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Discussion Starter #1
Hey everybody. I'm a new member here and novice mushroom hunter. Really novice.haha
After several attempts I've never found a mushroom with the exception of picking at a friends driveway.
Since I've yet to find any I haven't been able to learn from my experiences. I've tried looking in the same area day after day to see if they just weren't there yet. I've tried high and low ground. I've tried to find stems or other sign that they have been either picked or eaten by animals. Still no luck.
I've studied the keys of the trade online. Dead ash and elm. Ground temp needs to be good. Things of that nature.
I'm open to all suggestions, but also have some questions.
When they decide it's time to start sprouting will a day of rain shut them off?
Is it effective to hunt them in the rain? In the dark?
When the ground temp is ready for shrooms does the air temp matter on any given day so long as it doesn't change the ground temp?
I think I heard mornings are a good time to look but mainly because of the light shades on the ground. What is your favorite time of day?
As a life long hunter(animals) there are days I just know are right. And also lessons to be learned from what hasn't worked. But so far I haven't been able to find anything to tell me my day was just unsuccessful or completely looking in dead areas.
Thanks in advance and good luck hunters.
 

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Hey everybody. I'm a new member here and novice mushroom hunter. Really novice.haha
After several attempts I've never found a mushroom with the exception of picking at a friends driveway.
Since I've yet to find any I haven't been able to learn from my experiences. I've tried looking in the same area day after day to see if they just weren't there yet. I've tried high and low ground. I've tried to find stems or other sign that they have been either picked or eaten by animals. Still no luck.
I've studied the keys of the trade online. Dead ash and elm. Ground temp needs to be good. Things of that nature.
I'm open to all suggestions, but also have some questions.
When they decide it's time to start sprouting will a day of rain shut them off?
Is it effective to hunt them in the rain? In the dark?
When the ground temp is ready for shrooms does the air temp matter on any given day so long as it doesn't change the ground temp?
I think I heard mornings are a good time to look but mainly because of the light shades on the ground. What is your favorite time of day?
As a life long hunter(animals) there are days I just know are right. And also lessons to be learned from what hasn't worked. But so far I haven't been able to find anything to tell me my day was just unsuccessful or completely looking in dead areas.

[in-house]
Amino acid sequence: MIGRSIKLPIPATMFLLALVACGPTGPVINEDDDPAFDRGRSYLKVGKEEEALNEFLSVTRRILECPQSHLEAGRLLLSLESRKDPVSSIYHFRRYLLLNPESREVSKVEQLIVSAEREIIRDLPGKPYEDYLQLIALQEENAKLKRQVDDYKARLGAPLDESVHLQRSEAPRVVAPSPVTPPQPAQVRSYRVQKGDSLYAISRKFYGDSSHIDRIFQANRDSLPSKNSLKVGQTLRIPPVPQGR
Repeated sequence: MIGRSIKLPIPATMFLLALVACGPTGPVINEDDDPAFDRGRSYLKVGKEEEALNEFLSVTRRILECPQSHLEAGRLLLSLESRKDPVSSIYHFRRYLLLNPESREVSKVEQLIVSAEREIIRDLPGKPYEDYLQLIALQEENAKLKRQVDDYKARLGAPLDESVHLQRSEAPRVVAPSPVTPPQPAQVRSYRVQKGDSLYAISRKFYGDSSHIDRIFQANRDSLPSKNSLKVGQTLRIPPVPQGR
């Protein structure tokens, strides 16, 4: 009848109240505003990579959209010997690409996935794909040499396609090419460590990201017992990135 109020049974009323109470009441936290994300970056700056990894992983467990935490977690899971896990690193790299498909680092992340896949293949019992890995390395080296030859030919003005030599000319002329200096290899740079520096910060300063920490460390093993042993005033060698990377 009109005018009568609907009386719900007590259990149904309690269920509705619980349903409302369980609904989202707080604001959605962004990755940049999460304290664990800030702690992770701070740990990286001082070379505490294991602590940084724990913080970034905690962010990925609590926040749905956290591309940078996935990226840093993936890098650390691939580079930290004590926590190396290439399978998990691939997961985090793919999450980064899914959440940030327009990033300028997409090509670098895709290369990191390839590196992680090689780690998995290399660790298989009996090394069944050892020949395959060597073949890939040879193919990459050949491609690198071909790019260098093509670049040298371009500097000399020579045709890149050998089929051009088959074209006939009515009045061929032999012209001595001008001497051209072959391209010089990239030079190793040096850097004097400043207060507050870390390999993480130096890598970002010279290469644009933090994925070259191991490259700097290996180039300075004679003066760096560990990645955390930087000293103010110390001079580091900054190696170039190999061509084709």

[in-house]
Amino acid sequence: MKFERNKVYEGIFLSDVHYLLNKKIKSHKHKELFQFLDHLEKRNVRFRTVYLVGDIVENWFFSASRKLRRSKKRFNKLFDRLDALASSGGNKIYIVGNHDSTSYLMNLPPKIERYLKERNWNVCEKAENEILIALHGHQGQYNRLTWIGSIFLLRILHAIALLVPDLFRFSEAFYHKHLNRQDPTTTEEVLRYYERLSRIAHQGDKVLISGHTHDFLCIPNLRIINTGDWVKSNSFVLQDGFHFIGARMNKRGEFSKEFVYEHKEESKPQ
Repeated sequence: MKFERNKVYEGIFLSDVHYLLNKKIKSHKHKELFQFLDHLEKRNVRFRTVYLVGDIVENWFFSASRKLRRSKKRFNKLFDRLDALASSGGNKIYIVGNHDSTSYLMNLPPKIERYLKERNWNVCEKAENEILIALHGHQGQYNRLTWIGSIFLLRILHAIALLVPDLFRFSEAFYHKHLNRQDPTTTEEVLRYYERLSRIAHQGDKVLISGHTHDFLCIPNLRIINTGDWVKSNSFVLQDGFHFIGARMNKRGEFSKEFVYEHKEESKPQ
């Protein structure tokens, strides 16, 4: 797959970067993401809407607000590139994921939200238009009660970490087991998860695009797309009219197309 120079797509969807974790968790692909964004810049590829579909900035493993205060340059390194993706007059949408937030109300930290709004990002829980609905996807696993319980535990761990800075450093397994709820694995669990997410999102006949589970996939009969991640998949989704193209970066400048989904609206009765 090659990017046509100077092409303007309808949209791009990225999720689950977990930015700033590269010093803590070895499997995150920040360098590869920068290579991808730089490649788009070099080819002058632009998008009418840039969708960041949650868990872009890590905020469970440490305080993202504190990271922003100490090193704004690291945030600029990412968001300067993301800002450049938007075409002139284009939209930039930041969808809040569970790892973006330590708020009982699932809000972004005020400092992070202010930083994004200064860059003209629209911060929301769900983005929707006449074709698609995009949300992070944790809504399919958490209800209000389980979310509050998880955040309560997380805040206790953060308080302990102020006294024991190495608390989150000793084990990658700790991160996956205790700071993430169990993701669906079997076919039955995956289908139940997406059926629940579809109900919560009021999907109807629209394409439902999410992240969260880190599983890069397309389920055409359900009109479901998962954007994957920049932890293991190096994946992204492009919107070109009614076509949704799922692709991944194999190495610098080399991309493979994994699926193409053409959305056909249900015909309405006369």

Thanks in advance and good luck hunters.
Hi Ed, just a few thoughts for you on things that I look for.

-- Dead Elm trees where the bark is slipping but not completely off
--If there are 3 days when the day temps are in the low 70's and nights stay in the 50's GET IN THE WOODS. Ground temps are important but so are air temps.
--Just after a rain is a good time to be in the woods. Long dry spells will slow the progression. I actually prefer to hunt in the rain.
--I would suggest getting really good at identifying 1 type of tree at a time. Trying to learn too much about different tree types all at once can be overwhelming
--Spend your time hunting for trees, not mushrooms. If you find the right types of trees, the mushrooms will follow.


hope this is helpful and good luck!
 

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I agree with Kbart on all points. I especially prefer to hunt in the rain since it keeps most other people out if you’re on public ground. As kbart said, focus on 1 tree type. I think dead elms are the easiest. Emphasis on bark peeling and not completely gone! You can spot them from a distance pretty easily. Drive around and look for upside down witches brooms. That was the hardest part for me when I first started. I had no idea what an elm tree looked like. To be honest, it took me seeing some other guys picking mushrooms under an elm as I was driving by. I went right back there the next day and found some that they missed. After that I was able to identify the bark and the way the tops curl and are leafless and budless. That spot is still one of my best!! Good luck!!
 

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Discussion Starter #4
Thanks for the assistance. I think I might go hunting today. At least go for a walk and try to identify trees.
 

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Thanks for the assistance. I think I might go hunting today. At least go for a walk and try to identify trees.
Look at the ground. Thats my advice. I have found over 50 so far in Northern IN. Just peckerheads so far but Im finding them. They grow in every situation imaginable so dont step on them while you are looking at trees. ;)
 
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